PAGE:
It is one hundred and sixty-two years on from the first publication of Darwin’s ‘On the Origin of Species’ and the mechanisms through which new species arise are still not fully understood. One of the key steps in the process of speciation is reproductive isolation, and an important reproductive barrier is postzygotic isolation. This occurs when hybrid offspring are less fit or less healthy than the parental species, leaving them unable to compete. Whilst many writings have been dedicated to how postzygotic isolation occurs, there remain many fundamental questions about the mechanisms at play. Here we aim to further our understanding of intrinsic postzygotic isolation mechanisms using the house mouse hybrid zone as a model system. The house mouse (Mus musculus) forms a stable hybrid zone in central Europe, where two subspecies (M. m. domesticus and M. m. musculus) meet and interbreed. This thesis explores the mechanisms that underlie reproductive isolation phenotypes observed in the hybrids of these two subspecies. There is a specific focus on hybrid male sterility, a commonly observed phenotype in the hybrid zone, and imprinting imbalances, an as-yet undocumented mechanism of isolation in this hybrid system. In a genome-wide association study using wild-derived inbred lines, we identify novel regions associated with male fertility phenotypes, as well as further validating previously identified regions. We also observe the progression of spermatogenesis, from the onset of meiosis in a range of mouse strains that represent different states of hybrid fertility and identify key time points at which break down occurs, as well as identifying chromosomal regions likely to harbour hybrid male sterility genes. Finally, we provide the first evidence of a role for imprinting imbalances in the segregation occurring in the house mouse hybrid zone, through the identifying parent-of-origin growth effects in embryos and placentae.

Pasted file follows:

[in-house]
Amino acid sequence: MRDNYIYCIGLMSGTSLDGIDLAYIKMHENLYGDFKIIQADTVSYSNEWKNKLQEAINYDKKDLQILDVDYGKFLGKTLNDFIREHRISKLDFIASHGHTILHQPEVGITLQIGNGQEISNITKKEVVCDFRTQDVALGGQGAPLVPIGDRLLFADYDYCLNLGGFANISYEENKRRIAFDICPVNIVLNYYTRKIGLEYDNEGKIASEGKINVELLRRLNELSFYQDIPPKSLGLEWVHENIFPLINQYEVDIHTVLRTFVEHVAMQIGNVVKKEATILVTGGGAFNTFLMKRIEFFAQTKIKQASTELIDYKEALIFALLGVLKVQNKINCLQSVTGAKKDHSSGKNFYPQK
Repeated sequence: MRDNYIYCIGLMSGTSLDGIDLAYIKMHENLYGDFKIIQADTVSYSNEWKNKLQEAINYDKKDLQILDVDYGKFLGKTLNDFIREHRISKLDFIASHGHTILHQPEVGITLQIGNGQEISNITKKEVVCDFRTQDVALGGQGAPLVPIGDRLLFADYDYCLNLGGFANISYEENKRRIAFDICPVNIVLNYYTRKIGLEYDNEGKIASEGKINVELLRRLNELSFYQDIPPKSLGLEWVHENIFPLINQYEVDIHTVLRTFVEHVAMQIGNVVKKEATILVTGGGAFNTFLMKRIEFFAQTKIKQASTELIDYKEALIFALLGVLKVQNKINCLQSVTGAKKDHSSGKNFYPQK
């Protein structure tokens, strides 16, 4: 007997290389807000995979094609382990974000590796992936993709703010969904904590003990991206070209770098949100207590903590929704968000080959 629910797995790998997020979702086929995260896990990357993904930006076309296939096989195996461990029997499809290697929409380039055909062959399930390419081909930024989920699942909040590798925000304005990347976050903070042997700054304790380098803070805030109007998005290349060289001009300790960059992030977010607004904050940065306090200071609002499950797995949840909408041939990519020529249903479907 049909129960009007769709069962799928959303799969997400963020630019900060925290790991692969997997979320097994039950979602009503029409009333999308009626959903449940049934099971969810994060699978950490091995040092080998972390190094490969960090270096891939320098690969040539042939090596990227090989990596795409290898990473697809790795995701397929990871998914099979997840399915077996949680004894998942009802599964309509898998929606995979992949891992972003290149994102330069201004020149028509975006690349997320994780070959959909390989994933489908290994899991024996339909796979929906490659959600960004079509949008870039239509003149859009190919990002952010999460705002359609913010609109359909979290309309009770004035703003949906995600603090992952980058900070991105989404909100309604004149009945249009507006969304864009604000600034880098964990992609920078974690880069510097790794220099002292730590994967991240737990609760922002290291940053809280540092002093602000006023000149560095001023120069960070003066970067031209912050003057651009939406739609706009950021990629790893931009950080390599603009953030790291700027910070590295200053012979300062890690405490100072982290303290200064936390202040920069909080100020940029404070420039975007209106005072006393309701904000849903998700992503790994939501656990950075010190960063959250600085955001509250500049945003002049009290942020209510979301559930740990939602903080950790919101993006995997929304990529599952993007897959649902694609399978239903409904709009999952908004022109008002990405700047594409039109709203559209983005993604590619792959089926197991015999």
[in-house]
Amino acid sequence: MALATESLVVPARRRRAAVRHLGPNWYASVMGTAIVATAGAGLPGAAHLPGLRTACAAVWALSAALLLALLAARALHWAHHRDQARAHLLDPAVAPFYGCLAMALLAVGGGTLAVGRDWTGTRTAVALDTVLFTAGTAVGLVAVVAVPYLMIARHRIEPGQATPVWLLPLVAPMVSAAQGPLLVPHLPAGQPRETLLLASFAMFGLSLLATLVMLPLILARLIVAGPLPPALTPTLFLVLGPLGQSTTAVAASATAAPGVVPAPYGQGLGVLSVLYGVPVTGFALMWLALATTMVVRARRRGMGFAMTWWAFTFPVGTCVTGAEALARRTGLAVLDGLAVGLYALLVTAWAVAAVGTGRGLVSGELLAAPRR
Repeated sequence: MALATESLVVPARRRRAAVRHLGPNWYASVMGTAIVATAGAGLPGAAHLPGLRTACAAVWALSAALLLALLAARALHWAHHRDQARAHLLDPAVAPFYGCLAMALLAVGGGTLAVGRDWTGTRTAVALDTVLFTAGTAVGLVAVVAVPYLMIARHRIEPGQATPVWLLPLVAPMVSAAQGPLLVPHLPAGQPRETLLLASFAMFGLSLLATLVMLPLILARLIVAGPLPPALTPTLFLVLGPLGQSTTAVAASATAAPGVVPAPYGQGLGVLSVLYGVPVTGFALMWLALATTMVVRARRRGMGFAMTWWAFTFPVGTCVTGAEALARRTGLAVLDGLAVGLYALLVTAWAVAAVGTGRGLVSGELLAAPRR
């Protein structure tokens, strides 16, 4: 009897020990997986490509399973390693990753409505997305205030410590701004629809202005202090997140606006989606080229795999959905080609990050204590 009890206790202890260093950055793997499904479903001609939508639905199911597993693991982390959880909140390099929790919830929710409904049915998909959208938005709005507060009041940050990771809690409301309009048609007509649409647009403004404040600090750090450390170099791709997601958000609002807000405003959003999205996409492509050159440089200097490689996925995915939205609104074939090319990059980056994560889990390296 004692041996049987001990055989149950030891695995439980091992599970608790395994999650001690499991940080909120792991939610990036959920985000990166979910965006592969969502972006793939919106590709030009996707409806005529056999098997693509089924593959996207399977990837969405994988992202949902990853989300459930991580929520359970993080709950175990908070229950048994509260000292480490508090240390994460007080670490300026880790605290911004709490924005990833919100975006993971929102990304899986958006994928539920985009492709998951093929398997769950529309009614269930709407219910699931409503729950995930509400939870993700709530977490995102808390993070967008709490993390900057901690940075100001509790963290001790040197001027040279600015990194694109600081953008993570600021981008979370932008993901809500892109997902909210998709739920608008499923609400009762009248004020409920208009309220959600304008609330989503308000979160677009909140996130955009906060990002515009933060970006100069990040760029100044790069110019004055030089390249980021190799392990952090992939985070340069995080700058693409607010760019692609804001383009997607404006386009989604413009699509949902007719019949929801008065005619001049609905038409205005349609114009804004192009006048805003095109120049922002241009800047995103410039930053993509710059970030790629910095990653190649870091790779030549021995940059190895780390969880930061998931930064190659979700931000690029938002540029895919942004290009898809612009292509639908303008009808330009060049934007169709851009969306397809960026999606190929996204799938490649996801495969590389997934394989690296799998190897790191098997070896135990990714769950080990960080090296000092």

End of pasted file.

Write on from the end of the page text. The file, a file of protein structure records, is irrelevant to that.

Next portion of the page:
|Date of Award
|27 Apr 2022
|Leslie Turner (Supervisor) & Jason Wolf (Supervisor)